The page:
After 4.5 years in Germany, we continue to enjoy our favorite thermal pools and try new ones from time to time. When we lived in Rhineland-Pfalz (near Landstuhl/Ramstein), our go-to place was the Saarland Therme. We haven’t been there since moving to Stuttgart but have new experiences and recommendations.
No photos of the thermal baths to share with you, due to privacy and courtesy inside. German “thermalbads” are usually built over natural hot springs, the oldest of which are located in towns starting with the word “Bad” = bath. Before moving to Stuttgart, we had already been to Baden-Baden, where we went to the thermal pool WITH BATHING SUITS. The famous Friedrichsbad is “textile free” so we did not go there. The Caracalla pools in Baden-Baden are not as large compared with other locations, but they make for a nice break if you want to keep your bathing suit on. There were a lot of kids when I popped in for the 1.5 hour ticket to warm up during a day trip from Stuttgart for the Christmas markets. It was sooooo cold that day, and it was glorious to warm up in the water, watching the steam rise from the outdoor pool, which you can get to from the indoor pool by swimming through a short passageway with plastic flaps over the exit.
Our favorite close-to-Stuttgart place is in Beuren, about 45 minutes down the A-8 towards Munich. The Panorama Therme has LOTS of pools for bathing suit clad people, and also a sauna area for textile-free. There are 3 indoor pools, one of which has massage stations around the sides where you stand for a minute or so and jets are aimed at your legs, back, etc. There are 3 outdoor pools, one of which is COLD, but that makes some people happy. With your bathing suit on, you have a choice of 3 steam rooms, 2 with a fragrance in the air, 1 salt steam. 2 saunas and 2 relaxation rooms complete the choices (with bathing suits). I don’t use the heat lamp room and the whirlpool is too hot for me except on the coldest winter day, but they are there for you. The restaurant is being renovated, but the snack bar has a few hot lunch/dinner choices and many Germans bring a picnic to be consumed in the picnic room. There are loungers out on the lawn, with umbrellas or without. There is a nice restaurant on the other side of the parking lot with the best home-made ice cream in Germany, according to Jeff.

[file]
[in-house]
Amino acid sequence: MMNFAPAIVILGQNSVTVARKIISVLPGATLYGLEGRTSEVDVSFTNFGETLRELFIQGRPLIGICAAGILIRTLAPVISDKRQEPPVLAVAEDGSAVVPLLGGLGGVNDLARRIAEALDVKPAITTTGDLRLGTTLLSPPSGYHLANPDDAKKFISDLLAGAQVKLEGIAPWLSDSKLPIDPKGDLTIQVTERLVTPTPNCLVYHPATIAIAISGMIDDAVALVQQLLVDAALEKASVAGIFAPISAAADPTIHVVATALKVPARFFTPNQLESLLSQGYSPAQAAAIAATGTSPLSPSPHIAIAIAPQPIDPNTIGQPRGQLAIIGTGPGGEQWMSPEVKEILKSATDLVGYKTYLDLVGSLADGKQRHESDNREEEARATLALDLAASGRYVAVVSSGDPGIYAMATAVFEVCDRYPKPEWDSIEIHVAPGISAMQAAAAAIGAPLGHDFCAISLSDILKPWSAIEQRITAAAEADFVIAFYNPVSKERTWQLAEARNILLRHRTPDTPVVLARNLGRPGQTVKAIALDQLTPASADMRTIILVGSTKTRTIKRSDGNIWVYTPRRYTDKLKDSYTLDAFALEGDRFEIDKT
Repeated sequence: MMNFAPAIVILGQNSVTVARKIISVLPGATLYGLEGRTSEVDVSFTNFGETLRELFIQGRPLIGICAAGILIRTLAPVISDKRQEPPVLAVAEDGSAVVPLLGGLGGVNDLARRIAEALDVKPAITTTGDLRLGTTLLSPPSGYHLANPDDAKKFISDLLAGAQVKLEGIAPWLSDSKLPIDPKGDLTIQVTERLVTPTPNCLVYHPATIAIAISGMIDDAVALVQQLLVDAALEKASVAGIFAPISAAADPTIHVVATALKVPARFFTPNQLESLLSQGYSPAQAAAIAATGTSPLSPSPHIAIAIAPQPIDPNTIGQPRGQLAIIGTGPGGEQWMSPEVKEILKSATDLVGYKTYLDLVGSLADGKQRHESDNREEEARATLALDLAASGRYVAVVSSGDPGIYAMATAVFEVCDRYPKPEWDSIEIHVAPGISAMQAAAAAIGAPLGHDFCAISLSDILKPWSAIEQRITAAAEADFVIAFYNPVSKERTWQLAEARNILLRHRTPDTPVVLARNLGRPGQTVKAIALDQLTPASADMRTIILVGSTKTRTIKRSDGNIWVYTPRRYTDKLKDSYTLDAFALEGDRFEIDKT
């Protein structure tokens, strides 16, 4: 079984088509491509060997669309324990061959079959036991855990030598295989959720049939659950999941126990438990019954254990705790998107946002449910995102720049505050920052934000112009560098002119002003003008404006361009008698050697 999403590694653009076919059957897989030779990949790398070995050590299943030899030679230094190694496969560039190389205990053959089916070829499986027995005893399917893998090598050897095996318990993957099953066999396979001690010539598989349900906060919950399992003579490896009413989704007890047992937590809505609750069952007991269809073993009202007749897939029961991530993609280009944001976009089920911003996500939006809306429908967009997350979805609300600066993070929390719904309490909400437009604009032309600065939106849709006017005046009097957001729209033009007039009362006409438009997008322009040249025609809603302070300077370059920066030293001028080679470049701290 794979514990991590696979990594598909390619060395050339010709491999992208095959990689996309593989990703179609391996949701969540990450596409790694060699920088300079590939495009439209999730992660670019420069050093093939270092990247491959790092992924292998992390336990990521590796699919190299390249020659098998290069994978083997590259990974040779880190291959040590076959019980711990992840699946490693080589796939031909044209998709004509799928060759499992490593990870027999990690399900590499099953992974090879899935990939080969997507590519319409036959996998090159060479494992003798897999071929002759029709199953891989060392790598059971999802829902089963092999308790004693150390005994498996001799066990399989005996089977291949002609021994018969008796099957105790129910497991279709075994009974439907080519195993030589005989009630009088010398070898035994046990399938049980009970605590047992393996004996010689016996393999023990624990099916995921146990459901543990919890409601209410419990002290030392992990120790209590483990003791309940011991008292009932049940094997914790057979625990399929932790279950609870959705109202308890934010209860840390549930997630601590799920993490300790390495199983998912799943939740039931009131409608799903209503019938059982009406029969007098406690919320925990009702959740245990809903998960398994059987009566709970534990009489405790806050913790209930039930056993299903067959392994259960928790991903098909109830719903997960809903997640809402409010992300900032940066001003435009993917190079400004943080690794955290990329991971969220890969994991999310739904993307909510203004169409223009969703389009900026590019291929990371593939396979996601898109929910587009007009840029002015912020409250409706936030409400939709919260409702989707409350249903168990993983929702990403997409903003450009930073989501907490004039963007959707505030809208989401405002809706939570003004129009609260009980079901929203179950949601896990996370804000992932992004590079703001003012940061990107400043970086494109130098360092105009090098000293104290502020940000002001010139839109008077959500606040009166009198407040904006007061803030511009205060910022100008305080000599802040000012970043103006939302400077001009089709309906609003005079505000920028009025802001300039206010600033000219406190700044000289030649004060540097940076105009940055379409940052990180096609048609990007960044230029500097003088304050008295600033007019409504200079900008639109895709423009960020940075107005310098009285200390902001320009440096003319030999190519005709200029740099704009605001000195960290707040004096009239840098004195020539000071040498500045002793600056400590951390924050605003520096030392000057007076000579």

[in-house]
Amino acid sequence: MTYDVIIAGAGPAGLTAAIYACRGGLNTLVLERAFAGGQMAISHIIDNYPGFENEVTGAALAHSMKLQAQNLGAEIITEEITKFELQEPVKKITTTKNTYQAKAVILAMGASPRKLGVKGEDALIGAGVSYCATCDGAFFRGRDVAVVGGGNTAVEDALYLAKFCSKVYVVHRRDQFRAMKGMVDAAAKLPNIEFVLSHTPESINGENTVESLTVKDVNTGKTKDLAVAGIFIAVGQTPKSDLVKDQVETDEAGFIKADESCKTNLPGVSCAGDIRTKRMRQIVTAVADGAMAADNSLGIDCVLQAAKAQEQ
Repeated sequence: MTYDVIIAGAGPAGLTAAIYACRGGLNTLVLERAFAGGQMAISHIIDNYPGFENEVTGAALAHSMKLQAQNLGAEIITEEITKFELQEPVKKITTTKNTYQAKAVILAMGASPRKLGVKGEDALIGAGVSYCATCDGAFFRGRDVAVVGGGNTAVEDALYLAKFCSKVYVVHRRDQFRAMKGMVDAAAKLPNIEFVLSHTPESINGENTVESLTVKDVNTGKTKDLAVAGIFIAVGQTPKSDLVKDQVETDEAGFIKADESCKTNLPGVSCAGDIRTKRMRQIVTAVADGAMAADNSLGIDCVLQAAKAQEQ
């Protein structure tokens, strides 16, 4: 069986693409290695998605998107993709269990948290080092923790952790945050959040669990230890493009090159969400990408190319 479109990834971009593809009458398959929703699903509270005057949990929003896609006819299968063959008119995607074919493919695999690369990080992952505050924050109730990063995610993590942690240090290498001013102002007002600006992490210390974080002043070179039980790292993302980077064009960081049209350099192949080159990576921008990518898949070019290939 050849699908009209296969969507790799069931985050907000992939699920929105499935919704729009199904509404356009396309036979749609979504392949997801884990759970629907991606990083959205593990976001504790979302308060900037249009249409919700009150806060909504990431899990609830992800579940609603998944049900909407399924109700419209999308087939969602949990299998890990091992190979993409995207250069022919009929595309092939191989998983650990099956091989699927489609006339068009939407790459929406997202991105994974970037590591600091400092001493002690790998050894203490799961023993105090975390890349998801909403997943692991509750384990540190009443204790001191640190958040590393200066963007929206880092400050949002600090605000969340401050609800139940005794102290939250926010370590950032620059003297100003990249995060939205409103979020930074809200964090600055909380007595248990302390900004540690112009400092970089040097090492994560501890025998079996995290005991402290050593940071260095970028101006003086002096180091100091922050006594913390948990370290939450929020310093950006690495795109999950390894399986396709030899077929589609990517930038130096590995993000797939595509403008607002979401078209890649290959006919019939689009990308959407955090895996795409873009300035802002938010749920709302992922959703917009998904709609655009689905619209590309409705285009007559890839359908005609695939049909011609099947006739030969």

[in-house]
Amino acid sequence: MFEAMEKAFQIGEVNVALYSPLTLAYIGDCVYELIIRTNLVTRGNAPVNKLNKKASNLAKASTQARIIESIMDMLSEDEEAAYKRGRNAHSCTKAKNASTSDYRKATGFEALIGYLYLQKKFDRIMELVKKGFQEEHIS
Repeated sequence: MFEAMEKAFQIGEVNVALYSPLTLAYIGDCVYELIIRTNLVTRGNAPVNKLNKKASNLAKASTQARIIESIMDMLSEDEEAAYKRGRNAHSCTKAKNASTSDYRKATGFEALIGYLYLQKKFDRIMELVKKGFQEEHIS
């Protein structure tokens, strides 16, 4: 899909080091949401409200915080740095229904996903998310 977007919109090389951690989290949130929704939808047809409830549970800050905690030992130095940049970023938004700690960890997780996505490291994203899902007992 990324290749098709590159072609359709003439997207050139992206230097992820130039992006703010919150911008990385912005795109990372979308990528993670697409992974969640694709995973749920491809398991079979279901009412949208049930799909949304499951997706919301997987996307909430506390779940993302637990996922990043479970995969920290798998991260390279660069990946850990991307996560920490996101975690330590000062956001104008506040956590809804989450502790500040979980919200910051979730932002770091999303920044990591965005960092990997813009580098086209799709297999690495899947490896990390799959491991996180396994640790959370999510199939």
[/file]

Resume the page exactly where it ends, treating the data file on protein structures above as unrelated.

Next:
We also recommend the Franken Therme, a sold 2 hour drive north-east from Stuttgart, near Rothenburg ob der Tauber. You can do it in a day, but it would be a nice weekend, too, either at a hotel next to the baths, or in Rothenburg or Nuremberg, another 30 minutes or so further. The Franken Therme features salt water pools, several of which offer a foam flotation device to put around your neck so you can float freely and gaze at the sky. What an amazing experience! Two of the indoor pools are lightly salted and slightly floaty, one of which has massage stations. One outdoor pool is very salty and under a clear, rounded canopy, with plastic flaps to the outdoor salt pool. There is another slightly salty outdoor pool, a restaurant, and a textile free sauna area. We got the 4.5 hour pass for 15 Euros, and when you purchase at least 9 Euros of food while inside the pool area, you get an extra 30 minutes in the pools for free. There are plenty of chairs outside, a good number inside, and a pleasant relaxation room that is supposed to be quiet (excepting those relaxed souls who are snoring!). Lots of folks brought picnics and ate bakery items right on the indoor lounge chairs.